NAHB analysis of Census Construction Spending data shows that total private residential construction spending stood at a seasonally adjusted annual rate (SAAR) of $529.9 billion in January 2018, up by 0.3% after a decline of 0.5% in December 2017. Compared to the same month a year ago, total private residential spending increased 4.2%.
The monthly gains are largely attributed to the steady growth of spending on single-family and home improvements. Single-family construction spending rose 0.6% in January. This represents the eighth-straight month of spending increase after a dip in May 2017 and the highest level reached since October 2007. Remodeling spending inched up 0.2% in January. Meanwhile, multifamily construction spending slipped 1.3% after a strong growth in December 2017.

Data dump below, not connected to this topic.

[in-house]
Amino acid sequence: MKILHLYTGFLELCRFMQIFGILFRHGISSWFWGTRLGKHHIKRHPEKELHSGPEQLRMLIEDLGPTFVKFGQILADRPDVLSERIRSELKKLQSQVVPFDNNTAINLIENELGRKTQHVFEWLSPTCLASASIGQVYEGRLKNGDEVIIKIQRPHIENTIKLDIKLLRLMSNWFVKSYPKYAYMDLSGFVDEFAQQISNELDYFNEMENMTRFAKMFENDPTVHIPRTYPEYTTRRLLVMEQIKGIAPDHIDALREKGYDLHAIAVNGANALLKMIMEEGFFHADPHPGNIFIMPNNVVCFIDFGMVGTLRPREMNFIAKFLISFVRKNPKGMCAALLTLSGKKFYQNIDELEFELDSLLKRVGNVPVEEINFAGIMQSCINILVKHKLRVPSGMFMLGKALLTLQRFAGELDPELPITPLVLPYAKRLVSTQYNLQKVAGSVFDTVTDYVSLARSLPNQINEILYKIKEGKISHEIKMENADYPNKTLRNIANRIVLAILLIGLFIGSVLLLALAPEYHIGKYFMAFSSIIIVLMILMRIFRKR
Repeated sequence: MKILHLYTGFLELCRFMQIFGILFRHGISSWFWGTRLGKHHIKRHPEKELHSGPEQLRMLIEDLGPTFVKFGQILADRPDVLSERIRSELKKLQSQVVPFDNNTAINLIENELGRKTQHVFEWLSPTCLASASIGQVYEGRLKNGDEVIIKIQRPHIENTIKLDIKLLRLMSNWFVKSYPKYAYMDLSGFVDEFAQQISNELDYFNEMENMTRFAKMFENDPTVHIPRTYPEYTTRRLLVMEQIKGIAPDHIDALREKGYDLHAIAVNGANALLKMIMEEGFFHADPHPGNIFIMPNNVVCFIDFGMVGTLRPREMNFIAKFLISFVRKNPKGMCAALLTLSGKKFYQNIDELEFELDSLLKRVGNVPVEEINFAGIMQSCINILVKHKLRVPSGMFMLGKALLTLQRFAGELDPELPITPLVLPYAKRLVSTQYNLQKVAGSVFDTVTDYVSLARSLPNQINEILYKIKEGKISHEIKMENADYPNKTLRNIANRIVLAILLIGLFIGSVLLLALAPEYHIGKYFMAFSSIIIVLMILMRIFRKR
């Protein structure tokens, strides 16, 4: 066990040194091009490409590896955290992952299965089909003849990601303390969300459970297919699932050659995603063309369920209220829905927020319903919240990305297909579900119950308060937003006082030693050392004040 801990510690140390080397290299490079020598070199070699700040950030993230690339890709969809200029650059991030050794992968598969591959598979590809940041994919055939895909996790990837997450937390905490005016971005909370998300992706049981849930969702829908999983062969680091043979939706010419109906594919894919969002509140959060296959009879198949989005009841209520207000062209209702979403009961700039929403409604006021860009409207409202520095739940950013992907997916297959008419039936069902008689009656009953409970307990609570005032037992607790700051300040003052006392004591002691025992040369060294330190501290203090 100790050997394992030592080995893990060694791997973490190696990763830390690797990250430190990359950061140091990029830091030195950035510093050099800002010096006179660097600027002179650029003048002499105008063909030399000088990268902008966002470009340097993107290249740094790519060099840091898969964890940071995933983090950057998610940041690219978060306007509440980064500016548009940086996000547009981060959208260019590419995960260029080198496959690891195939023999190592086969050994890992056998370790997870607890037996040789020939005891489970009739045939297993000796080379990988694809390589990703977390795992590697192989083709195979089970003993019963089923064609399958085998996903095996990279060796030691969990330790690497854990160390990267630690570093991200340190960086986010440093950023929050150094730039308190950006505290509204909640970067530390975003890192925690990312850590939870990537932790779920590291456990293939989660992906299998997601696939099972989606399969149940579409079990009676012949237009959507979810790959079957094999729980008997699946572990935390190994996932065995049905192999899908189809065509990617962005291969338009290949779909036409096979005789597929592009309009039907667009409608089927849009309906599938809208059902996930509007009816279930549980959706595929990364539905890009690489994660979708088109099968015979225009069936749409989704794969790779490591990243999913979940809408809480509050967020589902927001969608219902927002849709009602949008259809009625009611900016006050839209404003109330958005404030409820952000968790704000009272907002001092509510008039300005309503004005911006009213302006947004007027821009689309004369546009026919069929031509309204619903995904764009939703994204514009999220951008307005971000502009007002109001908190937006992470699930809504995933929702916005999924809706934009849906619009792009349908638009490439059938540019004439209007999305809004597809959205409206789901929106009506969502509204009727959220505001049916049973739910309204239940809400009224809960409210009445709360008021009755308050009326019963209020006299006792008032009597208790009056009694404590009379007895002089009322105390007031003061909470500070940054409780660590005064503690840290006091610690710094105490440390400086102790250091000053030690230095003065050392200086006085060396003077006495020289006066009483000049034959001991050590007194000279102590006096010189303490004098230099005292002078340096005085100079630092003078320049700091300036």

The NAHB construction spending index, which is shown in the graph below (the base is January 2000), illustrates the strong growth in new multifamily construction from 2010 to April 2017, and a steady growth in single-family construction and home improvement spending.
Spending on private nonresidential construction dropped 1.5% in January after surging 1.8% in the prior month. Private nonresidential construction spending was 1.1% lower than a year ago, driven by the declines in spending on power and manufacturing.